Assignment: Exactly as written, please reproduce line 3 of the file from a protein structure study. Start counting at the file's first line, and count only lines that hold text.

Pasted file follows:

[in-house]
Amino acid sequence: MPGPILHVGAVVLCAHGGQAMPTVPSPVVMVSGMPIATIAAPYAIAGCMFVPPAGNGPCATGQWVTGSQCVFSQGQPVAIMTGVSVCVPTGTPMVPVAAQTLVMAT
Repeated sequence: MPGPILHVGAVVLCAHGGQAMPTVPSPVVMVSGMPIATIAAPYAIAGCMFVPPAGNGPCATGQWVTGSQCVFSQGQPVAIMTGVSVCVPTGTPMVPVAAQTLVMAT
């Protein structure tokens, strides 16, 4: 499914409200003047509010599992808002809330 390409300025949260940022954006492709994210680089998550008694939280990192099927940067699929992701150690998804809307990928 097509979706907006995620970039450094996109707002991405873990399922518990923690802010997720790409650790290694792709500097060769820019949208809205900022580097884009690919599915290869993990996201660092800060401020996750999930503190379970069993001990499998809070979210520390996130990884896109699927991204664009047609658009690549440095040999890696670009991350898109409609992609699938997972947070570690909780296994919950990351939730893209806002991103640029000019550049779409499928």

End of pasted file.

Repeated sequence: MPGPILHVGAVVLCAHGGQAMPTVPSPVVMVSGMPIATIAAPYAIAGCMFVPPAGNGPCATGQWVTGSQCVFSQGQPVAIMTGVSVCVPTGTPMVPVAAQTLVMAT